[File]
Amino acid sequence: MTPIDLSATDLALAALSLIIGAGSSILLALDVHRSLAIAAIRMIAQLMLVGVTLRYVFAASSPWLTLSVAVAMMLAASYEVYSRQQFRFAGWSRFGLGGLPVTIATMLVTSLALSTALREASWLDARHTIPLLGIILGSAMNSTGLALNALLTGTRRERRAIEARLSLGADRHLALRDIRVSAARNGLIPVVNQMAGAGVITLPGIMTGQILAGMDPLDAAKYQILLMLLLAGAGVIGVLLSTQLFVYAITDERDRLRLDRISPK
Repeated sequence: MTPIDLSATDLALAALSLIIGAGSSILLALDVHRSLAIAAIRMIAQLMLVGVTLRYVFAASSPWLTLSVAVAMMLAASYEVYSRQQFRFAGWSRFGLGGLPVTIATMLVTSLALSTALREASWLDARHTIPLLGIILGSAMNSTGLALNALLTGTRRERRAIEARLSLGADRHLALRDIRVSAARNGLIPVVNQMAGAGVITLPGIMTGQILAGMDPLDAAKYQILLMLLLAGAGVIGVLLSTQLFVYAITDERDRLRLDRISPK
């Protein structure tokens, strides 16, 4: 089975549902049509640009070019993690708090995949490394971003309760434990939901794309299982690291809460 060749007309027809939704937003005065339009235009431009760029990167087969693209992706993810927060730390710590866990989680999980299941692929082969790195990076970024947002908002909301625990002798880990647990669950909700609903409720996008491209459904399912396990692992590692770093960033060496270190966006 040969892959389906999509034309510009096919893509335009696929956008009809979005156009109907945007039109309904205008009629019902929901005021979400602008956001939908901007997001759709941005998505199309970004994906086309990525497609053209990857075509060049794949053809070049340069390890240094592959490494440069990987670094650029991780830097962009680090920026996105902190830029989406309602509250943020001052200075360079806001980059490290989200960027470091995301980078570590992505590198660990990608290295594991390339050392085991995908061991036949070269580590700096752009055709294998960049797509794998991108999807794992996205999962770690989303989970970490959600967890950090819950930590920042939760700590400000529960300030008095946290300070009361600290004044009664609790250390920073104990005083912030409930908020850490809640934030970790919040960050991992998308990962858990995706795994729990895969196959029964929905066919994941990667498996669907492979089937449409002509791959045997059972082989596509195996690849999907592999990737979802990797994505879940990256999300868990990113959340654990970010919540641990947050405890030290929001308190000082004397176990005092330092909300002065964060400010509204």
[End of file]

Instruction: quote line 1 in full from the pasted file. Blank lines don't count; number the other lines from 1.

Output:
Amino acid sequence: MTPIDLSATDLALAALSLIIGAGSSILLALDVHRSLAIAAIRMIAQLMLVGVTLRYVFAASSPWLTLSVAVAMMLAASYEVYSRQQFRFAGWSRFGLGGLPVTIATMLVTSLALSTALREASWLDARHTIPLLGIILGSAMNSTGLALNALLTGTRRERRAIEARLSLGADRHLALRDIRVSAARNGLIPVVNQMAGAGVITLPGIMTGQILAGMDPLDAAKYQILLMLLLAGAGVIGVLLSTQLFVYAITDERDRLRLDRISPK